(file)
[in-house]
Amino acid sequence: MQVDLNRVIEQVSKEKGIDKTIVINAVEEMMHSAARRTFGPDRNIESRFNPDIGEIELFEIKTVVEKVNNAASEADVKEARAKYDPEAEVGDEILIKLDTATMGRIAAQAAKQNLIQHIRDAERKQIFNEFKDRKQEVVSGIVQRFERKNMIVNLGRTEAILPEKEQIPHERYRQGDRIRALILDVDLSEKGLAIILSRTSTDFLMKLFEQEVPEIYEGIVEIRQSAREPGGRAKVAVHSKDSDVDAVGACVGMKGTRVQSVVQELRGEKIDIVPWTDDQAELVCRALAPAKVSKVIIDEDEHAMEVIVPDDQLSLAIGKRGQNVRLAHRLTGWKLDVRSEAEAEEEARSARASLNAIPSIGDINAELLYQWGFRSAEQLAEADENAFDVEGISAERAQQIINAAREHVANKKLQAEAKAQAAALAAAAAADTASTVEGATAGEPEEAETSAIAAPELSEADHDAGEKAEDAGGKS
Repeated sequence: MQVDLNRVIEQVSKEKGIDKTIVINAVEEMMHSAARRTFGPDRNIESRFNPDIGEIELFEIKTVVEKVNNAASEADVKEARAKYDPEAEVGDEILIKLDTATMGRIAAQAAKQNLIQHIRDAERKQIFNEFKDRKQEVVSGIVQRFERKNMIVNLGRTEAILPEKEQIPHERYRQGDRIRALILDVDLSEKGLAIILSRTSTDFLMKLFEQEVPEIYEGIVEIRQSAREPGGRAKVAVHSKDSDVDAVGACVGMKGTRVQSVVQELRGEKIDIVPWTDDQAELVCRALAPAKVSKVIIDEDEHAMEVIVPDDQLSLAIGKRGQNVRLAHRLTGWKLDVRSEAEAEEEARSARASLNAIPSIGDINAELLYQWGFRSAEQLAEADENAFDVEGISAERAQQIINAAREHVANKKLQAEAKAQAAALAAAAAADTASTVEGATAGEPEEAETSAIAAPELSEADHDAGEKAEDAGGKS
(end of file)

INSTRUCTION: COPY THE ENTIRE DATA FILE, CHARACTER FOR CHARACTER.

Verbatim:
[in-house]
Amino acid sequence: MQVDLNRVIEQVSKEKGIDKTIVINAVEEMMHSAARRTFGPDRNIESRFNPDIGEIELFEIKTVVEKVNNAASEADVKEARAKYDPEAEVGDEILIKLDTATMGRIAAQAAKQNLIQHIRDAERKQIFNEFKDRKQEVVSGIVQRFERKNMIVNLGRTEAILPEKEQIPHERYRQGDRIRALILDVDLSEKGLAIILSRTSTDFLMKLFEQEVPEIYEGIVEIRQSAREPGGRAKVAVHSKDSDVDAVGACVGMKGTRVQSVVQELRGEKIDIVPWTDDQAELVCRALAPAKVSKVIIDEDEHAMEVIVPDDQLSLAIGKRGQNVRLAHRLTGWKLDVRSEAEAEEEARSARASLNAIPSIGDINAELLYQWGFRSAEQLAEADENAFDVEGISAERAQQIINAAREHVANKKLQAEAKAQAAALAAAAAADTASTVEGATAGEPEEAETSAIAAPELSEADHDAGEKAEDAGGKS
Repeated sequence: MQVDLNRVIEQVSKEKGIDKTIVINAVEEMMHSAARRTFGPDRNIESRFNPDIGEIELFEIKTVVEKVNNAASEADVKEARAKYDPEAEVGDEILIKLDTATMGRIAAQAAKQNLIQHIRDAERKQIFNEFKDRKQEVVSGIVQRFERKNMIVNLGRTEAILPEKEQIPHERYRQGDRIRALILDVDLSEKGLAIILSRTSTDFLMKLFEQEVPEIYEGIVEIRQSAREPGGRAKVAVHSKDSDVDAVGACVGMKGTRVQSVVQELRGEKIDIVPWTDDQAELVCRALAPAKVSKVIIDEDEHAMEVIVPDDQLSLAIGKRGQNVRLAHRLTGWKLDVRSEAEAEEEARSARASLNAIPSIGDINAELLYQWGFRSAEQLAEADENAFDVEGISAERAQQIINAAREHVANKKLQAEAKAQAAALAAAAAADTASTVEGATAGEPEEAETSAIAAPELSEADHDAGEKAEDAGGKS